Teaching clinic-based neuroengineering
he product of collaborations among more than 15 UW-Madison medical, science and engineering departments
and units, the National Institutes of Health-sponsored Clinical Neuroengineering Training Program (CNTP) will enable students pursuing doctoral degrees to get out of the classroom and into the clinic.
Coupled with neuroscience and engineering knowledge, experience working with a clinician to solve a real-world problem in neuroscience
will give students a unique trio of tools, says Beth Meyerand, an associate professor of biomedical engineering, medical physics and radiology and the program's co-director.
"It's very unusual for someone to feel equally comfortable in benchtop neuroscience, engineering development and the clinic," she says.
Meyerand and Tom Yin, a professor of biomedical engineering and physiology and CNTP co-director, say they hope to attract students with diverse academic backgrounds. "That's the whole idea of the program — to have this interaction between these different disciplines," says Meyerand. "It's a great opportunity for the students to learn from each other if they're coming from different backgrounds."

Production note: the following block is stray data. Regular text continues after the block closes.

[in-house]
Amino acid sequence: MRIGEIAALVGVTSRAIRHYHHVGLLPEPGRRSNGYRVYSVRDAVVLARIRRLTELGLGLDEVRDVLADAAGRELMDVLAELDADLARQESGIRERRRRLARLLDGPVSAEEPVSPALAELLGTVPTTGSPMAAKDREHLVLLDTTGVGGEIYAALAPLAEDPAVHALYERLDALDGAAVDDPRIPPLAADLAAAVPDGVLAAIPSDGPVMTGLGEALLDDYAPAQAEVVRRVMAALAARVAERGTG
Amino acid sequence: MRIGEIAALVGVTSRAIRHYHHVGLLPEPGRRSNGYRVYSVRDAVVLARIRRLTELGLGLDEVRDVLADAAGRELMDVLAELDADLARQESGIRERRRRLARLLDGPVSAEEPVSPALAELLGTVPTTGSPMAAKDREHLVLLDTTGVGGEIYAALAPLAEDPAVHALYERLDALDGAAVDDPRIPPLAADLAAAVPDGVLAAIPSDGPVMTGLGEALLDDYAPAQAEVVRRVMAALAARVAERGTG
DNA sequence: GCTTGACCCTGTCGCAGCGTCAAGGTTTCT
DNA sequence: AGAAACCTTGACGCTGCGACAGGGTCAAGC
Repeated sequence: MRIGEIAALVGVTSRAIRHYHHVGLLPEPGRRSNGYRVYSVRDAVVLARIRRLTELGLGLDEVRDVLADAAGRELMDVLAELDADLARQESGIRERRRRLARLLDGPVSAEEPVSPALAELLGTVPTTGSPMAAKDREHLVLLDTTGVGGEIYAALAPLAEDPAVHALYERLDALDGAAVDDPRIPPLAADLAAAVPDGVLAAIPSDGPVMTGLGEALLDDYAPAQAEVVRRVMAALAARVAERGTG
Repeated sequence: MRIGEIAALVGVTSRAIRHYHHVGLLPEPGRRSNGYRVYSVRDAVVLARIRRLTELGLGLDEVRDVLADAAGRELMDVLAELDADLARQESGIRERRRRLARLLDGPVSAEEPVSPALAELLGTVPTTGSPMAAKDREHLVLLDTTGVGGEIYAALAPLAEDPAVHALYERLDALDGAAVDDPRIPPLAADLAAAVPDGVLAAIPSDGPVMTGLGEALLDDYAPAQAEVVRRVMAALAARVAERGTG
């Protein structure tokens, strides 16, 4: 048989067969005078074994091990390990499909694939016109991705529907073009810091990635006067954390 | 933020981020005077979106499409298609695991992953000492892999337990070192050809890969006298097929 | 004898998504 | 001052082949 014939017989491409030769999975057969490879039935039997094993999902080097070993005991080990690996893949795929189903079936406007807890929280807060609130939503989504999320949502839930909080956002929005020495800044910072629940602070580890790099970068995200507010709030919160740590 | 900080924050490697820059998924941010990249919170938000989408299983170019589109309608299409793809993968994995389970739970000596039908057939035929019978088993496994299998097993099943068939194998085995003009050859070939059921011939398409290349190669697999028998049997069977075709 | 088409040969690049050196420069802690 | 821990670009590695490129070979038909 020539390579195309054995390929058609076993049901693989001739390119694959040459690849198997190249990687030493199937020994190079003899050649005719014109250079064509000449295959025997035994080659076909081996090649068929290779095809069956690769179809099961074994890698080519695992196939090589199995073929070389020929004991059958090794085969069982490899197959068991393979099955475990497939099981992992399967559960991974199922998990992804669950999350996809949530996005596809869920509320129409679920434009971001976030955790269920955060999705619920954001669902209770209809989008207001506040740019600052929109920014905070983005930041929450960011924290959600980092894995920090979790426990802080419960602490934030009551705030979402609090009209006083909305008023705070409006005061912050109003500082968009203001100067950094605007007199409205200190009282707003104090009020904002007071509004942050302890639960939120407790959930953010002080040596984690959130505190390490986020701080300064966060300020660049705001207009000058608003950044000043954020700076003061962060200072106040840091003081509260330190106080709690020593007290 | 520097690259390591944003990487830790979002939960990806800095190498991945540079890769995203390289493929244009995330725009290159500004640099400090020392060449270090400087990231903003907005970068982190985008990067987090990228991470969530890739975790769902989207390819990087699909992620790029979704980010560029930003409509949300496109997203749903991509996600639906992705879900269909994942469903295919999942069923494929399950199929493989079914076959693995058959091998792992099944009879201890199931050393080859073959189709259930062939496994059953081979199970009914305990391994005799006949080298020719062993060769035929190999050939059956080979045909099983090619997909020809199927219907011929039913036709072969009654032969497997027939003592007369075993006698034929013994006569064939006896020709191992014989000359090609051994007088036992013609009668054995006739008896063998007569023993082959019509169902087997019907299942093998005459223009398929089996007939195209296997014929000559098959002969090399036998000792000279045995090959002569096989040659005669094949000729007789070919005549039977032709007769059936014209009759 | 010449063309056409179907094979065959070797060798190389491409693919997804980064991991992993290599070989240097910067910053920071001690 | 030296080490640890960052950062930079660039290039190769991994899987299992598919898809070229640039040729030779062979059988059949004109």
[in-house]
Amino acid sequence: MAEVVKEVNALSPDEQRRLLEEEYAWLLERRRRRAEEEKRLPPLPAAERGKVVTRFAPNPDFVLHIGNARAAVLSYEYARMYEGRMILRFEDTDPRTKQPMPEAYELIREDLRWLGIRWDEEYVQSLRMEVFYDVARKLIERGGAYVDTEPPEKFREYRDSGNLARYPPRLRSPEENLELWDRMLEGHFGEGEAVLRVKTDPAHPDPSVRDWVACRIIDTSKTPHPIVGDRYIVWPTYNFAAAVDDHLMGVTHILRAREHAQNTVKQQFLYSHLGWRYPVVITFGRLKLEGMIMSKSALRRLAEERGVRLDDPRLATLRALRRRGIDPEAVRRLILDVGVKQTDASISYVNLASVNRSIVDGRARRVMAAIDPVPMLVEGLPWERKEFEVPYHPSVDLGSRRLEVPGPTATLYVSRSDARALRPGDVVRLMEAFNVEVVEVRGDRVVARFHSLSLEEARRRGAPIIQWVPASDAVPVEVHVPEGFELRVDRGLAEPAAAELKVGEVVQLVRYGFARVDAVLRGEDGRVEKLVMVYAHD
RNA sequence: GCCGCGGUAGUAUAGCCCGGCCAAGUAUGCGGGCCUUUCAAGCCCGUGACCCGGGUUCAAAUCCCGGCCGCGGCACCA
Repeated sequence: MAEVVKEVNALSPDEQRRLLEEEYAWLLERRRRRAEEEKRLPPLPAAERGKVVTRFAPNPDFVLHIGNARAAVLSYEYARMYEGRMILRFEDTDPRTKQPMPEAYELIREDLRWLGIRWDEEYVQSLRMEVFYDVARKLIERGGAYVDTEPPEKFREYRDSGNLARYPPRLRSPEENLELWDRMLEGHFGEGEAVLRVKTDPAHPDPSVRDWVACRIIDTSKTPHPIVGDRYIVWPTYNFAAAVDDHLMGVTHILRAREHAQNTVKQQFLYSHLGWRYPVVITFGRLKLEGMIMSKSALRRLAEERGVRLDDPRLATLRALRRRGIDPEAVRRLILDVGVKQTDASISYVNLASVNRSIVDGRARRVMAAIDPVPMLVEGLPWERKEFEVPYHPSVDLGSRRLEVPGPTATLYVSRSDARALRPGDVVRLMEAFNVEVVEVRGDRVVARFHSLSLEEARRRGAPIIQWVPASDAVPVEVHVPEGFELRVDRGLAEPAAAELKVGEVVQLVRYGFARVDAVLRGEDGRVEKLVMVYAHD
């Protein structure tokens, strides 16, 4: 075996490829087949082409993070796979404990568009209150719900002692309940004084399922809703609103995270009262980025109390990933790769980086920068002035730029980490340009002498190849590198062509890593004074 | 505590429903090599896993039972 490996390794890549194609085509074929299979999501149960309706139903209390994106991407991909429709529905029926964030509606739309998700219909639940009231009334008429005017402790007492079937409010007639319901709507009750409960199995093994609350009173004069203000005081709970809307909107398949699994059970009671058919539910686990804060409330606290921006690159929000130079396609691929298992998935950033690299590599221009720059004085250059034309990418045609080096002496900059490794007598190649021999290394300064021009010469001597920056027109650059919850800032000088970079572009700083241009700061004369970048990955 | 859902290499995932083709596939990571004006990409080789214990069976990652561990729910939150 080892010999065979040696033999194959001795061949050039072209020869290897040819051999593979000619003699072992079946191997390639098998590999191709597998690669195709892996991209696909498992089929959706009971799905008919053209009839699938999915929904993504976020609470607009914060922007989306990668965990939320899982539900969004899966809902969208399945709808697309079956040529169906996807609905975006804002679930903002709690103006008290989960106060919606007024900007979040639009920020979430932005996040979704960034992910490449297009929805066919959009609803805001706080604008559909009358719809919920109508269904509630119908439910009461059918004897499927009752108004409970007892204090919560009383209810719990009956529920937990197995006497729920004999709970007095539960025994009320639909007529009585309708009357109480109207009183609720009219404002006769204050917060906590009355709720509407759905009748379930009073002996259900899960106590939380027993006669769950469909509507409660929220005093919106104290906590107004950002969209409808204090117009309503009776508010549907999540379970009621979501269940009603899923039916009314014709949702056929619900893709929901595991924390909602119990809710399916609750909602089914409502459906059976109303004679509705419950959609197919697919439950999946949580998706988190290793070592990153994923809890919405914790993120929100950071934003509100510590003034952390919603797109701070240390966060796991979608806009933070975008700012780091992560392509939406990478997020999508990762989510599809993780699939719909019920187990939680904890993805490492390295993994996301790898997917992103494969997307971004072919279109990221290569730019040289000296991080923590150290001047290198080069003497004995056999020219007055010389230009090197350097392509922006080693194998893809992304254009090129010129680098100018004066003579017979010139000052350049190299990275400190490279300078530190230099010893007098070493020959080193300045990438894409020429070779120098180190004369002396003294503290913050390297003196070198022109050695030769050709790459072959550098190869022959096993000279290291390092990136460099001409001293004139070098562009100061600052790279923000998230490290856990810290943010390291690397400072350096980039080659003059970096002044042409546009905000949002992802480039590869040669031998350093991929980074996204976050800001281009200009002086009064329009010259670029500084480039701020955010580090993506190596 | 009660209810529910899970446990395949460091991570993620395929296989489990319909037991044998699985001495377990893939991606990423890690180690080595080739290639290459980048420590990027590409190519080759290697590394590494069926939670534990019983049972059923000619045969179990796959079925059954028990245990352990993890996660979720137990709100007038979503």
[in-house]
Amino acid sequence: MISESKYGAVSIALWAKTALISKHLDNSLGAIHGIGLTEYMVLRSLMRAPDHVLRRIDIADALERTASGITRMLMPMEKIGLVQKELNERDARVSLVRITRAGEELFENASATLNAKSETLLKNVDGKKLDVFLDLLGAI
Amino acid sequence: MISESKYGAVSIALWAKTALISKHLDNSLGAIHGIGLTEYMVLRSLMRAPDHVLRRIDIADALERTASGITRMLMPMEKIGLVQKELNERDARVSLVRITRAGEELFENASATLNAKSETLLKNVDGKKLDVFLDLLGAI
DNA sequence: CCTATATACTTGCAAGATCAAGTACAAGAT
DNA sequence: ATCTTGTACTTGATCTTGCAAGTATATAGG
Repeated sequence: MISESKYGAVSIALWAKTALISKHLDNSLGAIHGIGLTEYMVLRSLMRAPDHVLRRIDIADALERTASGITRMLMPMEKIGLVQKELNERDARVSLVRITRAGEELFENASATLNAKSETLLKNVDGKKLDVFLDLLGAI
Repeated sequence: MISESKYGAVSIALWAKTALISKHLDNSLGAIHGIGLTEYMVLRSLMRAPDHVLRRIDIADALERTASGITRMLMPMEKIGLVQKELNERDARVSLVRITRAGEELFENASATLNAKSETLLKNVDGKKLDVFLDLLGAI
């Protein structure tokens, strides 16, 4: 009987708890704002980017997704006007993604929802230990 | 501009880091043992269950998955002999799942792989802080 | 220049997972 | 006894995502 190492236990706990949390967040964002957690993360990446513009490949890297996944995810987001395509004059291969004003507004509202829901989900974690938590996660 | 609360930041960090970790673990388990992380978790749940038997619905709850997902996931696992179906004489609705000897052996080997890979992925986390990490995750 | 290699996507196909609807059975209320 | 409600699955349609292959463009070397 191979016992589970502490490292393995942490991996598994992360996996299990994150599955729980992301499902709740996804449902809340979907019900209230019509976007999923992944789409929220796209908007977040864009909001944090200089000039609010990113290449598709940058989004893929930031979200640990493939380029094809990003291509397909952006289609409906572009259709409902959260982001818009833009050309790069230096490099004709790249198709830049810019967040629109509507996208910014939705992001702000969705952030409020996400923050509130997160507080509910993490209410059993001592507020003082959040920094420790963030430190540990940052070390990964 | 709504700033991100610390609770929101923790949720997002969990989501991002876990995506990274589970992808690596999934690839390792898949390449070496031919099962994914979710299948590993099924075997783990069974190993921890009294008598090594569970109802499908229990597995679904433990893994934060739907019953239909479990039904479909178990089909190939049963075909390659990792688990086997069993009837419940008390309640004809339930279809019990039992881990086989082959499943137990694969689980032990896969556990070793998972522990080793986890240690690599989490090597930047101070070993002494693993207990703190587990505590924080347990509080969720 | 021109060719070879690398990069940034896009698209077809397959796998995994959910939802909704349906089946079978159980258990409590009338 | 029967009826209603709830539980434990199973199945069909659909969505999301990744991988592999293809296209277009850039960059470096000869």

The program is housed in the Department of Biomedical Engineering and affiliated with the Neuroscience Training
Program; students will receive support for two years. Although they'll earn PhD degrees from traditional departments — everything from biomedical engineering and mathematics to neuroscience, ophthalmology and psychology — students must have representatives from the engineering, neuroscience and clinical areas of the CNTP on their thesis committees.
CNTP students also undertake clinical rotations, similar to those of advanced medical students. "It's very unusual for grad students to have an opportunity to do that," says Meyerand. "That's sort of the ideal way for them to get clinical exposure."
For engineers, the program might mean developing new skills in neuroscience, then working with clinicians to apply their knowledge to actual problems. (See "Unlocking the brain," a story about Assistant Professors
Justin Williams and P. Charles Garell.) "You have to know some neuroscience, you have to tackle the engineering problems of implanting
these electrodes, and they're a great clinical solution," says Yin.
The program's 45-plus faculty members have expertise in areas ranging from MRI imaging, studies on the stem-cell level, and sensory and learning processes of speech perception to mathematical modeling, neuromuscular
diseases and optic neuropathy.
With a program that joins such a range of interests, Yin and Meyerand hope the graduate students aren't the only people doing the learning. "We're hoping this will bring the faculty who are working in these different areas together and provide a dialog between faculty members who may not normally rub shoulders with each other," says Yin. "And usually, then, good things come out of that."